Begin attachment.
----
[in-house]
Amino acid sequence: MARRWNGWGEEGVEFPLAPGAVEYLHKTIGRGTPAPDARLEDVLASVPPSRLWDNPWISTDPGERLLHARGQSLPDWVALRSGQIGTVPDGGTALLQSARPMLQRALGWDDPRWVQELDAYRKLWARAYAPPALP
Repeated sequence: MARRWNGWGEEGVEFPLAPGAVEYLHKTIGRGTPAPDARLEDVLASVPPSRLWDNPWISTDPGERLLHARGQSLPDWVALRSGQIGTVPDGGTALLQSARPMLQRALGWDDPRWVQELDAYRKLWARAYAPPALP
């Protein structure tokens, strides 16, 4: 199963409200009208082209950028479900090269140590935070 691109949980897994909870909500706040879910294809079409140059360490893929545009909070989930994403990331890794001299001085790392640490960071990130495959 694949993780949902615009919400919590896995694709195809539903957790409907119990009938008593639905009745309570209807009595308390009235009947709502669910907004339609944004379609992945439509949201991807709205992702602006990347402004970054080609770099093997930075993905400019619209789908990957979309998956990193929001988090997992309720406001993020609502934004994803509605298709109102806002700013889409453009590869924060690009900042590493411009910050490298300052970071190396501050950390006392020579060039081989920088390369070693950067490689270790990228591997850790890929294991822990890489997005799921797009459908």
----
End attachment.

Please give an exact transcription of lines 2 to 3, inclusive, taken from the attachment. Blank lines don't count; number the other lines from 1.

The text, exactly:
Amino acid sequence: MARRWNGWGEEGVEFPLAPGAVEYLHKTIGRGTPAPDARLEDVLASVPPSRLWDNPWISTDPGERLLHARGQSLPDWVALRSGQIGTVPDGGTALLQSARPMLQRALGWDDPRWVQELDAYRKLWARAYAPPALP
Repeated sequence: MARRWNGWGEEGVEFPLAPGAVEYLHKTIGRGTPAPDARLEDVLASVPPSRLWDNPWISTDPGERLLHARGQSLPDWVALRSGQIGTVPDGGTALLQSARPMLQRALGWDDPRWVQELDAYRKLWARAYAPPALP